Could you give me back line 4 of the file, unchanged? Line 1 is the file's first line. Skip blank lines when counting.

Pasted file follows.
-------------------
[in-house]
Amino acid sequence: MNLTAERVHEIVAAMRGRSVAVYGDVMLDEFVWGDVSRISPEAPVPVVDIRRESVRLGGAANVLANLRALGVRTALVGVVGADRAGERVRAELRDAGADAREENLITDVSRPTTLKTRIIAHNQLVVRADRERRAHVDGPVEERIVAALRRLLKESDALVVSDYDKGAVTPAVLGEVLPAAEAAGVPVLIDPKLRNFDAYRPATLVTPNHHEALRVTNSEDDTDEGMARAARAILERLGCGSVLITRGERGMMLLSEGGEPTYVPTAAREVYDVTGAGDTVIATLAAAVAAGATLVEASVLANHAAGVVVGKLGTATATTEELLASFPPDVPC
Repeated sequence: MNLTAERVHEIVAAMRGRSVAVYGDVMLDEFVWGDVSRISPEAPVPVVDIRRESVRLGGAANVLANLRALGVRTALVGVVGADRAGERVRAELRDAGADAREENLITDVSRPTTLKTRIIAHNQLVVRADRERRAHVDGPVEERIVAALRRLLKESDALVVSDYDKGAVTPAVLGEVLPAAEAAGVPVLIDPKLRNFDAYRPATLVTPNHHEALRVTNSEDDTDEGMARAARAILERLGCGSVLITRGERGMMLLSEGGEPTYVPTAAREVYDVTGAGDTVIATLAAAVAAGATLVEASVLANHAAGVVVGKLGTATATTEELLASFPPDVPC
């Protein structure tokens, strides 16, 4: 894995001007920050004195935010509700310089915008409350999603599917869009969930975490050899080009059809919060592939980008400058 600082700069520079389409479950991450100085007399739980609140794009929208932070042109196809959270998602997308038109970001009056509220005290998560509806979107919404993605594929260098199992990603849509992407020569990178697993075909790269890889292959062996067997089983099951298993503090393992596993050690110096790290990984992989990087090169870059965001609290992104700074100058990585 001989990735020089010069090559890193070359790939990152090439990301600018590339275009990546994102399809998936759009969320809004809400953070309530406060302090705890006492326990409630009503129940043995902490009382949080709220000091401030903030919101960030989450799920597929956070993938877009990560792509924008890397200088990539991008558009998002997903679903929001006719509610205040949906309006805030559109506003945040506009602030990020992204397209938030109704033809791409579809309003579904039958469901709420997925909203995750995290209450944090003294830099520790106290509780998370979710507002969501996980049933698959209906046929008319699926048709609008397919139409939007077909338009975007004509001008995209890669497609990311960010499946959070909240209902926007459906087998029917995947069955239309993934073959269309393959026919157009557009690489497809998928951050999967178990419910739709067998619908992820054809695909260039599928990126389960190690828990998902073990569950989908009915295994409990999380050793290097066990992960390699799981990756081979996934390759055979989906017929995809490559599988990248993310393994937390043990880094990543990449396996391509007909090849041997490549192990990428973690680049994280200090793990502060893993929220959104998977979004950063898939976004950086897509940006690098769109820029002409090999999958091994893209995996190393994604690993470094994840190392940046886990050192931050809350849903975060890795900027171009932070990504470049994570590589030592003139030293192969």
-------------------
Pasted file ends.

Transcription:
């Protein structure tokens, strides 16, 4: 894995001007920050004195935010509700310089915008409350999603599917869009969930975490050899080009059809919060592939980008400058 600082700069520079389409479950991450100085007399739980609140794009929208932070042109196809959270998602997308038109970001009056509220005290998560509806979107919404993605594929260098199992990603849509992407020569990178697993075909790269890889292959062996067997089983099951298993503090393992596993050690110096790290990984992989990087090169870059965001609290992104700074100058990585 001989990735020089010069090559890193070359790939990152090439990301600018590339275009990546994102399809998936759009969320809004809400953070309530406060302090705890006492326990409630009503129940043995902490009382949080709220000091401030903030919101960030989450799920597929956070993938877009990560792509924008890397200088990539991008558009998002997903679903929001006719509610205040949906309006805030559109506003945040506009602030990020992204397209938030109704033809791409579809309003579904039958469901709420997925909203995750995290209450944090003294830099520790106290509780998370979710507002969501996980049933698959209906046929008319699926048709609008397919139409939007077909338009975007004509001008995209890669497609990311960010499946959070909240209902926007459906087998029917995947069955239309993934073959269309393959026919157009557009690489497809998928951050999967178990419910739709067998619908992820054809695909260039599928990126389960190690828990998902073990569950989908009915295994409990999380050793290097066990992960390699799981990756081979996934390759055979989906017929995809490559599988990248993310393994937390043990880094990543990449396996391509007909090849041997490549192990990428973690680049994280200090793990502060893993929220959104998977979004950063898939976004950086897509940006690098769109820029002409090999999958091994893209995996190393994604690993470094994840190392940046886990050192931050809350849903975060890795900027171009932070990504470049994570590589030592003139030293192969």